March 2012
Volume 53, Issue 14
ARVO Annual Meeting Abstract  |   March 2012
Visual Acuity and Refractive Error in an Unscreened Population of Children
Author Affiliations & Notes
  • Jan Roelof Polling
    Ophthalmology, Erasmus MC, Rotterdam, The Netherlands
    Orthoptics & Optometry, University of Applied Siences, Faculty of Health, Utrecht, The Netherlands
  • Sjoukje E. Loudon
    Ophthalmology, Erasmus MC, Rotterdam, The Netherlands
  • Caroline C. Klaver
    Ophthalmology, Erasmus MC, Rotterdam, The Netherlands
  • Footnotes
    Commercial Relationships  Jan Roelof Polling, None; Sjoukje E. Loudon, None; Caroline C. Klaver, None
  • Footnotes
    Support  None
Investigative Ophthalmology & Visual Science March 2012, Vol.53, 3878. doi:
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      Jan Roelof Polling, Sjoukje E. Loudon, Caroline C. Klaver; Visual Acuity and Refractive Error in an Unscreened Population of Children. Invest. Ophthalmol. Vis. Sci. 2012;53(14):3878.

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      © ARVO (1962-2015); The Authors (2016-present)

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Purpose: : Whether population-based screening for amblyopia is cost-effective is still a topic of debate. We determined visual acuity and refractive error in an unscreened cohort of children, and assessed prevalence of amblyopia.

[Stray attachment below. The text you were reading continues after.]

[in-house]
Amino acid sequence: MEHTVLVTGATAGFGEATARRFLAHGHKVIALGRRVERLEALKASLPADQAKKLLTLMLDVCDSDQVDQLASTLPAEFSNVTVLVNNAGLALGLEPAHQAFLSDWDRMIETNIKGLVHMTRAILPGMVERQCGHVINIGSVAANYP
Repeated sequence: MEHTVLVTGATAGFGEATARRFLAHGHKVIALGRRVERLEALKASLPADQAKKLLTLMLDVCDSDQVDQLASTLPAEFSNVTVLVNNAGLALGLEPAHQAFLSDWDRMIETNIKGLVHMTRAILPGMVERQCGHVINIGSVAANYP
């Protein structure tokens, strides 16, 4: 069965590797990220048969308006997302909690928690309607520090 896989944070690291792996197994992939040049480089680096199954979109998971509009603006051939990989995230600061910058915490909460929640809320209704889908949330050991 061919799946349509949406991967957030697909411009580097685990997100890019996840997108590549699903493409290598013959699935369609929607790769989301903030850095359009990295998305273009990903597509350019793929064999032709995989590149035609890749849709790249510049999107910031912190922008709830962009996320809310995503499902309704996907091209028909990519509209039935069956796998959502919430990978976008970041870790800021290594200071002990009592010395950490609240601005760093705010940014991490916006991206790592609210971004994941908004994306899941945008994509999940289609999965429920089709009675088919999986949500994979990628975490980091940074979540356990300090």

Methods: : All children aged 0-12 years living in a rural village in Poland were invited to participate in an orthoptic and ophthalmologic examination including best-corrected LogMAR visual acuity and cyclopegic refraction. Amblyopia was defined as a visual acuity >0.3 and a difference of more than 2 LogMAR lines.

Results: : 591 children (94.1%) were examined, of whom 51% were boys. Of children with measurable visual acuity (421), 31% had visual acuity > 0.1, and 10.7% had visual acuity >0.3. The mean spherical equivalent was 1.17D ranging from -5D to +7.75D; refractive error was the sole cause of low vision (>0.3) in 7%. Prevalence of amblyopia was 2.5%; main cause was anisometropia (33%).

Conclusions: : Prevalence of amblyopia was more than twice as high as in screened populations. Uncorrected refractive error was the most common cause of decreased visual acuity, and a common cause of amblyopia. We recommend population-based survey in preschool children with a focus on visual acuity.

Keywords: amblyopia • refraction • visual acuity 

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